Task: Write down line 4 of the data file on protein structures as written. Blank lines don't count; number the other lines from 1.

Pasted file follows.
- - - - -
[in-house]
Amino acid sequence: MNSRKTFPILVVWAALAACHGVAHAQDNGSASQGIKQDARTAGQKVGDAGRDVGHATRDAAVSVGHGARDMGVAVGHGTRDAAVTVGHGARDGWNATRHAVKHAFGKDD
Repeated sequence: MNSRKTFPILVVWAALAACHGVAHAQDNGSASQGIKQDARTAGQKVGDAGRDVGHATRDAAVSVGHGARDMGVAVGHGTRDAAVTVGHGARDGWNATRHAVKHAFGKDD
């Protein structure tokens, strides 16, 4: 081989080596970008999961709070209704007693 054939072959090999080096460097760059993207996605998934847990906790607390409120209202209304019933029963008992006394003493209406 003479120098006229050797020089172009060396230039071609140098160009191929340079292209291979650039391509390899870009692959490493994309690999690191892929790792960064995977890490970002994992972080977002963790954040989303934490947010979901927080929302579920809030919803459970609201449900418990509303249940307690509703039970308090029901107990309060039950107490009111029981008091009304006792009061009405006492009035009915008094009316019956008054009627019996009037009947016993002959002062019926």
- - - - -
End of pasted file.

């Protein structure tokens, strides 16, 4: 081989080596970008999961709070209704007693 054939072959090999080096460097760059993207996605998934847990906790607390409120209202209304019933029963008992006394003493209406 003479120098006229050797020089172009060396230039071609140098160009191929340079292209291979650039391509390899870009692959490493994309690999690191892929790792960064995977890490970002994992972080977002963790954040989303934490947010979901927080929302579920809030919803459970609201449900418990509303249940307690509703039970308090029901107990309060039950107490009111029981008091009304006792009061009405006492009035009915008094009316019956008054009627019996009037009947016993002959002062019926």